“a red light would flash forth from his eye like a spark from an anvil in a dusk smithy”

For a novella so heavy on the psychology, it should perhaps not be surprising that the narrator of Billy Budd spends a lot of time describing people’s eyes. The whole aspect of the three main characters and several of the minor ones is described in minute detail. This is another instance of Melville’s focus on faces. The big thing Melville has to accomplish in Billy Budd is to explain to the reader the psychology of the three main actors—an impossible task, perhaps? It seems the narrator is desperate to get across a sense of the precise character of the men, by painstakingly describing habits, actions, and appearances, and letting “every one…determine for himself by such light as this narrative may afford” the truth behind what he is able to superficially report or speculate on.

But back to eyes. The very first mention of Billy Budd describes him as “welkin-eyed,” a ridiculous, Melvillean thing to say (and he does so two times further). It was the following passage that really jumped out at me, describing Claggart just after he has charged Billy Budd with attempted mutiny:

Meanwhile the accuser’s eyes, removing not as yet from the blue dilated ones, underwent a phenomenal change, their wonted rich violet color blurring into a muddy purple. Those lights of human intelligence, losing human expression, were gelidly protruding like the alien eyes of certain uncatalogued creatures of the deep. The first mesmeristic glance was one of serpent fascination; the last was as the paralyzing lurch of the torpedo fish.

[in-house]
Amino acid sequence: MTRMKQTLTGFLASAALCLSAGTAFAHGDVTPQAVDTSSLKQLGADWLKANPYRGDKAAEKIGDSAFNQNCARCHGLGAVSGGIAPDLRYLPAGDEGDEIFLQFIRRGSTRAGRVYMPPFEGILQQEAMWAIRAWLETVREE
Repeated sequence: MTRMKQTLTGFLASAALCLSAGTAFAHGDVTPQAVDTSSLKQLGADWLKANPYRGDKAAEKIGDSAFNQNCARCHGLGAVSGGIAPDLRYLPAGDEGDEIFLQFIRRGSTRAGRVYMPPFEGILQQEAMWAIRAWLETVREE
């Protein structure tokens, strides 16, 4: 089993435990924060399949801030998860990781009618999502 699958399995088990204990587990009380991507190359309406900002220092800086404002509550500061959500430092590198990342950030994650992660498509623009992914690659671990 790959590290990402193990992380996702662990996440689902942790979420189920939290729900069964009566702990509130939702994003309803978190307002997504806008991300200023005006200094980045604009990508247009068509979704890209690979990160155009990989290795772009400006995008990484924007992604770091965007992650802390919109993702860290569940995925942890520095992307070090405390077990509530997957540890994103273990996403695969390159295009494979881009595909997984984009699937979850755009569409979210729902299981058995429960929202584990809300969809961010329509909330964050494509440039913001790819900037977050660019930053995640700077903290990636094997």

Where else have we seen extended metaphors about eyes and the deep with bizarre creepy images of fish again? Oh, right, in Pierre. “Gelidly” I think makes it, here.

Note that Claggart’s aspect undergoes a transformation there, right in front of Billy Budd. Captain Vere must cover his own face with his arm to effect its transformation, and after uncovering it, it “was as if the moon emerging from eclipse should reappear with quite another aspect than that which had gone into hiding. The father in him, manifested towards Billy thus far in the scene, was replaced by the military disciplinarian.” All the way from Typee to here he’s been repeating how much can be read in the face—and how little.

2 comments to “a red light would flash forth from his eye like a spark from an anvil in a dusk smithy”

  • Contemporary writers can’t seem to get away with such focus on eyes anymore, can we blame Melville (and others) for this?

    Two things I love about the passage you’ve quoted: muddy purple and serpent fascination. (Paralyzing lurch is up there as well.)

  • Thank you. I love this kind of insight, about a seemingly unimportant detail. Best, Kevin